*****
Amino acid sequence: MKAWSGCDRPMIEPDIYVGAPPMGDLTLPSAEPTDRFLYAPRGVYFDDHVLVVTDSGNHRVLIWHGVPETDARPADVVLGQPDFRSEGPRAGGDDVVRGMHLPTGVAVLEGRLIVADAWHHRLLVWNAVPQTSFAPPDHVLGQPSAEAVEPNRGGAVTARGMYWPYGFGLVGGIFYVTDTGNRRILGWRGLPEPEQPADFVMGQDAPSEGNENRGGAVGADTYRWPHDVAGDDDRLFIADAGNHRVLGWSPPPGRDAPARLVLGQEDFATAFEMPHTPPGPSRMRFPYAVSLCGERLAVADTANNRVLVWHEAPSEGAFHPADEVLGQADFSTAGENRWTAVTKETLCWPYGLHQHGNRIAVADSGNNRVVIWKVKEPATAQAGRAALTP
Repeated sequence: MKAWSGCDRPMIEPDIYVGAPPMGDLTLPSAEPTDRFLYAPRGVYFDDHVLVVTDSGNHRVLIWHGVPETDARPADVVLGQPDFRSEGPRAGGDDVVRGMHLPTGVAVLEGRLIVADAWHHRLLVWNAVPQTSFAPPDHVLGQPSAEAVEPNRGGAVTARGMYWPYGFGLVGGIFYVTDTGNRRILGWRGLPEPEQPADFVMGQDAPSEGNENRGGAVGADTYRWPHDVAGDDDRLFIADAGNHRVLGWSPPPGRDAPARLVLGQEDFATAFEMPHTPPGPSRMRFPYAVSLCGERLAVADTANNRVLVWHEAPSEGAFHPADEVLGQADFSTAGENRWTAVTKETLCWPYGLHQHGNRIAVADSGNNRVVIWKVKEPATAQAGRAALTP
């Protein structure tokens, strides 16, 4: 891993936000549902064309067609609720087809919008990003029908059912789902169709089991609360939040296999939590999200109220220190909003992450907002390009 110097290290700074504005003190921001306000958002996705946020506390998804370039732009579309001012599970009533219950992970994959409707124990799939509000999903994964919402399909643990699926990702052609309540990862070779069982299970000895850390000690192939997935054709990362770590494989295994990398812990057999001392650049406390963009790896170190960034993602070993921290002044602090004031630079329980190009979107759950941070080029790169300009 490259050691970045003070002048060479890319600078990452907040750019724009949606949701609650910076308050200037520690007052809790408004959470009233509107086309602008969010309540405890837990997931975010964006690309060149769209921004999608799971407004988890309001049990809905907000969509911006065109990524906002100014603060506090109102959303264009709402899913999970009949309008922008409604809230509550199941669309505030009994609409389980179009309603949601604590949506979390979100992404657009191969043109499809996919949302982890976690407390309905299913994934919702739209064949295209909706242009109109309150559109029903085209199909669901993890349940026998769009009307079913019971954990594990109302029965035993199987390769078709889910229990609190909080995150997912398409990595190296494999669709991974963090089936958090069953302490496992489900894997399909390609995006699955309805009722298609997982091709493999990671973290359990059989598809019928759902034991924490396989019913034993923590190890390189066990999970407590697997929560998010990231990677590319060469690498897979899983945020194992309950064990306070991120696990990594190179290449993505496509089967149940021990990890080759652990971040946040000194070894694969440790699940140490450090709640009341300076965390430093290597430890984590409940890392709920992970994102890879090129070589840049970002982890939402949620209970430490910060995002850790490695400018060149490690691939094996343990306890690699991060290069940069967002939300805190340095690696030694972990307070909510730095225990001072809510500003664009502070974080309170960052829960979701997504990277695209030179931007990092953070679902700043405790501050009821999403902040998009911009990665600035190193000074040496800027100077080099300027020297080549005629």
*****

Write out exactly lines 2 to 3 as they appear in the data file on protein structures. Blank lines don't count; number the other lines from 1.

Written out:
Repeated sequence: MKAWSGCDRPMIEPDIYVGAPPMGDLTLPSAEPTDRFLYAPRGVYFDDHVLVVTDSGNHRVLIWHGVPETDARPADVVLGQPDFRSEGPRAGGDDVVRGMHLPTGVAVLEGRLIVADAWHHRLLVWNAVPQTSFAPPDHVLGQPSAEAVEPNRGGAVTARGMYWPYGFGLVGGIFYVTDTGNRRILGWRGLPEPEQPADFVMGQDAPSEGNENRGGAVGADTYRWPHDVAGDDDRLFIADAGNHRVLGWSPPPGRDAPARLVLGQEDFATAFEMPHTPPGPSRMRFPYAVSLCGERLAVADTANNRVLVWHEAPSEGAFHPADEVLGQADFSTAGENRWTAVTKETLCWPYGLHQHGNRIAVADSGNNRVVIWKVKEPATAQAGRAALTP
């Protein structure tokens, strides 16, 4: 891993936000549902064309067609609720087809919008990003029908059912789902169709089991609360939040296999939590999200109220220190909003992450907002390009 110097290290700074504005003190921001306000958002996705946020506390998804370039732009579309001012599970009533219950992970994959409707124990799939509000999903994964919402399909643990699926990702052609309540990862070779069982299970000895850390000690192939997935054709990362770590494989295994990398812990057999001392650049406390963009790896170190960034993602070993921290002044602090004031630079329980190009979107759950941070080029790169300009 490259050691970045003070002048060479890319600078990452907040750019724009949606949701609650910076308050200037520690007052809790408004959470009233509107086309602008969010309540405890837990997931975010964006690309060149769209921004999608799971407004988890309001049990809905907000969509911006065109990524906002100014603060506090109102959303264009709402899913999970009949309008922008409604809230509550199941669309505030009994609409389980179009309603949601604590949506979390979100992404657009191969043109499809996919949302982890976690407390309905299913994934919702739209064949295209909706242009109109309150559109029903085209199909669901993890349940026998769009009307079913019971954990594990109302029965035993199987390769078709889910229990609190909080995150997912398409990595190296494999669709991974963090089936958090069953302490496992489900894997399909390609995006699955309805009722298609997982091709493999990671973290359990059989598809019928759902034991924490396989019913034993923590190890390189066990999970407590697997929560998010990231990677590319060469690498897979899983945020194992309950064990306070991120696990990594190179290449993505496509089967149940021990990890080759652990971040946040000194070894694969440790699940140490450090709640009341300076965390430093290597430890984590409940890392709920992970994102890879090129070589840049970002982890939402949620209970430490910060995002850790490695400018060149490690691939094996343990306890690699991060290069940069967002939300805190340095690696030694972990307070909510730095225990001072809510500003664009502070974080309170960052829960979701997504990277695209030179931007990092953070679902700043405790501050009821999403902040998009911009990665600035190193000074040496800027100077080099300027020297080549005629």